The other day, I was suggesting to one of my colleagues that Endeca‘s software could help authors write better (translate, more SEO-friendly) headlines. The details of that discussion are proprietary, but I’m sure you can imagine the gist. But we all wondered whether authors would be willing to stomach such a left-brain infringement on their right-brain creativity.
The Huffington Post applies A/B testing to some of its headlines. Readers are randomly shown one of two headlines for the same story. After five minutes, which is enough time for such a high-traffic site, the version with the most clicks becomes the wood that everyone sees.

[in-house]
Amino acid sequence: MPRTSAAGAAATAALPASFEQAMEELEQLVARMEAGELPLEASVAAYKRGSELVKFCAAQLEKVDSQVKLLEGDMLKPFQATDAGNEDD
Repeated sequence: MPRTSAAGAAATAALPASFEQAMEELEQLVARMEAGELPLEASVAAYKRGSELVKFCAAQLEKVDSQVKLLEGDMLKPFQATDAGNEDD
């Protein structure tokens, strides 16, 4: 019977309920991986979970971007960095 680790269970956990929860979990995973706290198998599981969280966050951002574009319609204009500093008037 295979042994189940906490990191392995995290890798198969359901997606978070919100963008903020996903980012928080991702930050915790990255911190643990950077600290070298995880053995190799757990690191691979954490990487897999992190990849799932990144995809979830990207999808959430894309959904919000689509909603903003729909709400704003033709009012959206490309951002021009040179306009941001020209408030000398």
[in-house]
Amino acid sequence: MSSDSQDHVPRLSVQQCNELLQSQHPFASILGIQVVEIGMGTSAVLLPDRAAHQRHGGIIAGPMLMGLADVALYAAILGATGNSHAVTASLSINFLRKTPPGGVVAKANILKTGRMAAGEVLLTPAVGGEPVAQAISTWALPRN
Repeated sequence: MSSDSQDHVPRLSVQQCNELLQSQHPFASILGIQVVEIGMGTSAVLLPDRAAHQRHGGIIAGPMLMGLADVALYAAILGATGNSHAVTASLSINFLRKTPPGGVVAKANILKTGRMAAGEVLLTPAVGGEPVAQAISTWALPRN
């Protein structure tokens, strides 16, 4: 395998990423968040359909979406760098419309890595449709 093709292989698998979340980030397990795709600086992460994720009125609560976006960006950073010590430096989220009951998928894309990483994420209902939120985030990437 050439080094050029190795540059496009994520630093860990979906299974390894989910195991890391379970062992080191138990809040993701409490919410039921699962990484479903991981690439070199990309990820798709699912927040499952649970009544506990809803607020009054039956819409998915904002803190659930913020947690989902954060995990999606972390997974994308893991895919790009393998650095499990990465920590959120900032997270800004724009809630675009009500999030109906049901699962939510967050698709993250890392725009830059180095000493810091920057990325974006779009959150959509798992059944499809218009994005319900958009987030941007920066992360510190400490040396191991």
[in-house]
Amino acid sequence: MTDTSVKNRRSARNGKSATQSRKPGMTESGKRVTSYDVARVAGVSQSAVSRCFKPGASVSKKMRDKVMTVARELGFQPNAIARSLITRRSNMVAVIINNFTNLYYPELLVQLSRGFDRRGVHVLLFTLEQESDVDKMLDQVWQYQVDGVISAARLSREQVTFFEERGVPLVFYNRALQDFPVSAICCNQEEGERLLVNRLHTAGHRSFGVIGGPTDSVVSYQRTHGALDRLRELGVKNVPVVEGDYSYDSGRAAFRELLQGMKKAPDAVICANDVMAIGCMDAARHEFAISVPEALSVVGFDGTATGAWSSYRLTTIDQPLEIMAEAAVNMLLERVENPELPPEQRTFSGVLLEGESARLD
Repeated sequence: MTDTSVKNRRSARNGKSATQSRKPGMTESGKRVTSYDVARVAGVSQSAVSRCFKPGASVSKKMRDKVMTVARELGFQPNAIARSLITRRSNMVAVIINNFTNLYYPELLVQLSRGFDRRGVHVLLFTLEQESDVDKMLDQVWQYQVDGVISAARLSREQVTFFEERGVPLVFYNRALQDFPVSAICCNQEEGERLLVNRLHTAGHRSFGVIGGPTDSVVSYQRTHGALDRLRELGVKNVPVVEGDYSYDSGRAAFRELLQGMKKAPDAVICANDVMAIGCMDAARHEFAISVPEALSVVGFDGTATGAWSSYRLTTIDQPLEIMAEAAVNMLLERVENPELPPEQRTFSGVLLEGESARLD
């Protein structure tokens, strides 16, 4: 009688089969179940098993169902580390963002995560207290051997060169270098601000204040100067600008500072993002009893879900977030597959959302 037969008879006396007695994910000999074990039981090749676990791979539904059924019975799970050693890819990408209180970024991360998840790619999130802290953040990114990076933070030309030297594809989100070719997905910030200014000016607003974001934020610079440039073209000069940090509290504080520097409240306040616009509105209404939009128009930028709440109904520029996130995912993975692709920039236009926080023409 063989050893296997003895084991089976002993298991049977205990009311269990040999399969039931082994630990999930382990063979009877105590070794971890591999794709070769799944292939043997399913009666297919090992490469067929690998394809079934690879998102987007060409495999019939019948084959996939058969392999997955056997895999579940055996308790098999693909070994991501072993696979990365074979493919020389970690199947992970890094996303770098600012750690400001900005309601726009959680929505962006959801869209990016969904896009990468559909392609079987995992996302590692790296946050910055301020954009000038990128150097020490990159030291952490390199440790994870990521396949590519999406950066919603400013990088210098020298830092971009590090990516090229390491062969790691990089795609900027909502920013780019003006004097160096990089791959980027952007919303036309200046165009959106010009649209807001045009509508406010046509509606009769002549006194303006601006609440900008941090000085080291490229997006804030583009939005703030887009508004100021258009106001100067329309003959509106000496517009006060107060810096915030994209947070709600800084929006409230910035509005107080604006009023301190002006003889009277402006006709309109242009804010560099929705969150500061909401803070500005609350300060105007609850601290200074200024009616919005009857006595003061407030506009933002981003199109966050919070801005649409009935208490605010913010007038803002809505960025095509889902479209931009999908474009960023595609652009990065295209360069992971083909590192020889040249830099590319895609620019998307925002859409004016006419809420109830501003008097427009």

NJL also reports that Huffington Post social media editor–and long-time Noisy Channel reader–Josh Young uses Twitter to help crowd-source better headlines.
I’m sure this approach must rattle some old-school journalists. And there is a real danger of optimizing for the wrong outcome. For example, including the word “sex” in this message might improve its traffic (the popularity of this post attests to that), but to what end?
Still, I don’t see this use of technology as cramping anyone’s style. Most of us write to be read–especially those in the media industry who are trying to monetize their audiences. Measurable success matters, and there’s no harm in trying to maximize it.